From Forbes, Feb. 10, 2021: Fermilab scientist Don Lincoln explains why there should be equal amounts of matter and antimatter in the universe. There aren’t. He discusses several current theories that try to explain the discrepancy. Better understanding this imbalance is an aim of ongoing experiments, such as DUNE, which is being built at Fermilab.
From The University of Chicago Physical Sciences, Feb. 8, 2021: Fermilab scientist Richard Kron is retiring from the University of Chicago. He co-founded the Sloan Digital Sky Survey, which created the most detailed 3-D maps of the universe and recorded the spectra for more than 3 million astronomical objects. His approach influenced the Dark Energy Survey, which created one of the most accurate dark matter maps of the universe and which Kron will continue to direct.
From NOIRLab, Feb. 8, 2021: The Dark Energy Camera, originally used to complete the Dark Energy Survey, has taken the most detailed photo of Messier 83, also known as the Southern Pinwheel galaxy. (In DECam’s second act, scientists can apply for time to use it to collect data that is then made publicly available.) In all, 163 DECam exposures went into creating this image.
From CNN, Feb. 4, 2021: Fermilab scientist Don Lincoln contextualizes a recent signal that some think may be a sign of extraterrestrial intelligence, explaining the hubbub around the recent a transmission originating from Proxima Centauri. With hope for hearing such a signal one day and pride for humanity’s legacy of looking skyward, Lincoln cautions against reading too much into this transmission, which hasn’t yet been vetted with scientific review.
From Universe Today, Feb. 3, 2021: Recent published results from the Dark Energy Survey point to intracluster light — feeble light from rogue stars that don’t belong to a galaxy — as a potential pathway to measure dark matter. Fermilab scientist Yuanyuan Zhang contextualizes the findings.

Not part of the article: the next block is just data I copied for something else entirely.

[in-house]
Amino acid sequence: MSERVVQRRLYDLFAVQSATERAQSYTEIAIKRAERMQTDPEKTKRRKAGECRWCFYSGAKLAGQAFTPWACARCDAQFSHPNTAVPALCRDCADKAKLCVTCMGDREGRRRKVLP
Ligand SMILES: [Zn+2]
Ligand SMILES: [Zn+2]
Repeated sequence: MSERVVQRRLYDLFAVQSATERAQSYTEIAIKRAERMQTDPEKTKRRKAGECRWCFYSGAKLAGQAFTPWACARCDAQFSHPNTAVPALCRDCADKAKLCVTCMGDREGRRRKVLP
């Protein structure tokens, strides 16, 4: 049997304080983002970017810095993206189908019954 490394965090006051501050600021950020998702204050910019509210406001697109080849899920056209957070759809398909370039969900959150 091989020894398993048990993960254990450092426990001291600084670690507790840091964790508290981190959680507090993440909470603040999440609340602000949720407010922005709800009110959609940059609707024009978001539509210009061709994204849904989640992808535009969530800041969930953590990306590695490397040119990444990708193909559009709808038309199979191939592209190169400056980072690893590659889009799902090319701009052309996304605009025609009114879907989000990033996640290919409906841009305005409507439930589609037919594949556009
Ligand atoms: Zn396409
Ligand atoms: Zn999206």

From Super Interessante, Jan. 31, 2021: A team of researchers from Fermilab and the National Observatory in Brazil used the light of solitary stars to calculate the mass of some of the largest structures in the cosmos — galaxy clusters. In addition to taking the most detailed measurement ever published of intracluster light, the team’s new method of measurement can help further investigate dark matter.
From New Scientist, Jan. 25, 2021: The Big Bang left us the universe — and a major set of mysteries around antimatter, dark matter, dark energy, and cosmic inflation. While the Large Hadron Collider looks at what the laws of physics were like a trillionth of a second after the Big Bang, Dan Hooper, head of theoretical astrophysics at Fermilab, thinks the answers to these puzzles may depend on better understanding that first fraction of a second — even closer to the universe’s beginning.
Five billion years ago what was to become the sun was a vast cloud of very thin gas, mostly hydrogen and helium from the Big Bang. There were also heavier elements like carbon, oxygen, iron, gold and all the others; they came from stars that collapsed and then exploded, flinging those atoms across space. That rarefied cloud was bigger than what became our solar system and was surrounded by a more perfect vacuum. Slowly it contracted under its own gravity.
Faint light from rogue stars not bound to galaxies has been something of a mystery to scientists. The dimness of this intracluster light makes it difficult to measure, and no one knows how much there is. Scientists on the Dark Energy Survey, led by Fermilab, have made the most radially extended measurement of this light ever and have found new evidence that its distribution might point to the distribution of dark matter.
From Oak Ridge National Laboratory, Jan. 26, 2021: The COHERENT particle physics experiment at Oak Ridge National Laboratory has firmly established the existence of a new kind of neutrino interaction. To observe this interaction, scientists used CENNS-10, a liquid argon detector built at and on loan from Fermilab.